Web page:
Our Fifth Beatitude

We are in Chapter 6 of our study book. Chapter Title, “Seeing The Wounds of Our Wounders”. My first thought was I sure want mercy. But, what would that mean? Why would I want mercy so much that I would dig into this study with the same passion that I dip into ice cream. 🍦 It happened when I 👀 at what mercy is not. Do you agree?

Antonyms for Mercy, cruelty, intolerance, meanness, uncompassion

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Fourth Beatitude

“Blessed are they which do hunger and thirst after righteousness, for they shall be filled.”—Matt. V. 6.

The first thought that comes to my mind is, Whoa, do I,❓do I know anyone, ❓does our Nation(s)❓hungry and thirst after righteousness❓What does it feel like❓ What does it 👀 like❓Does it have a color❓

The title from our Study Book for this beatitude, “Release to New Healing Choices” sorta test my first thought to search for answers. Sure need your help in breaking this power thought down.

Our Third Beatitude

“God blesses those who are humble, for they will inherit the whole earth.” Matthew 5:5 NLT

We are in Chapter four of “Forgiveness the Passionate Journey” nine steps to forgiveness through Jesus’s Beatitudes. Flora Slosson Wuellner If you don’t have this book just open a Bible to Matthew 5 and follow along. Join us in breaking this promise down to action in our lives. And this is a very good promise, inherit the whole 🌏

I am fascinated with the title of this Chapter, “Away from Force into God’s Gentle Power.” What say you?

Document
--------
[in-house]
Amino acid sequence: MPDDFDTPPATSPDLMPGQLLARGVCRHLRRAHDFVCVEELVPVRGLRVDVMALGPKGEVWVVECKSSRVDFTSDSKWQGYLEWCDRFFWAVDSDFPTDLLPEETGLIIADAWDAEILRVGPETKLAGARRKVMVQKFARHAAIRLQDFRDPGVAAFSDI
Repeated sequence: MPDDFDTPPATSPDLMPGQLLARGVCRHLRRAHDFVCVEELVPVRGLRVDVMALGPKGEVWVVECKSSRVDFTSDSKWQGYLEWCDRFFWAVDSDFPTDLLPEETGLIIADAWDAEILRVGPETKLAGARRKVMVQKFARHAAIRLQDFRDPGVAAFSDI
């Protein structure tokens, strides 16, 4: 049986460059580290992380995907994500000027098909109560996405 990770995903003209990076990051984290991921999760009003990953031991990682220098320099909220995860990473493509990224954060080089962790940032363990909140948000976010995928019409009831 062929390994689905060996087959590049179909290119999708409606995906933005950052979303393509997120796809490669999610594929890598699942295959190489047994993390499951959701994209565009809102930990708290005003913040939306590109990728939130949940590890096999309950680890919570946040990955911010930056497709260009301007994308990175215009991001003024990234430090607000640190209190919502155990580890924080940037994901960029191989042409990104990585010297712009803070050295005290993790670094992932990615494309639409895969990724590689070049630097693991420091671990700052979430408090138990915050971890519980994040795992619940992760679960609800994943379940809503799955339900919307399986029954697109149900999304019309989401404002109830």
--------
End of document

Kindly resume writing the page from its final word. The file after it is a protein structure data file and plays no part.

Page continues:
Beatitudes-Matthew 5

girl student reading in library clipart
I, with some others, are going to be studying a book titled, “Forgiveness, the Passionate Journey” by Flora Slosson Wuellner. It is on the Beatitudes.

I have been reading chapter two, “Facing Our Hurt, Naming Our Need” on the first beatitude, “Blessed are the poor in spirit, for theirs is the kingdom of heaven.” Matthew 5:2-3. The author gives us a more accurate translation of this scripture that she found from the root meanings: “Blessed are those who recognize their total need of God.”

In laying the framework for healthy forgiveness, Wuellner tells us that there are four questions we need to honestly ask “within the presence of God’s love: (1) What happened? 2) Who is responsible? (3) How do I feel about what happened? (4)What is my need right now?”

One thing I have gotten out of this chapter so far is that I have to be able to clearly name what happened in order to experience change. That is not easy and I am having to work on it.

The author ends the chapter by leading us in a meditation designed to help us enter and grow in the healing process. Even without Wuellner’s book, one can take on the study of the Beatitudes found in Matthew 5 from The NT. I think it is a good way to start 2018.

Link to Amazon for book if anyone is interested.https://www.amazon.com/Forgiveness-Passionate-Journey-Forgiving-Beatitudes/dp/0835809455/ref=sr_1_2?ie=UTF8&qid=1515413351&sr=8-2&keywords=flora+slosson+wuellner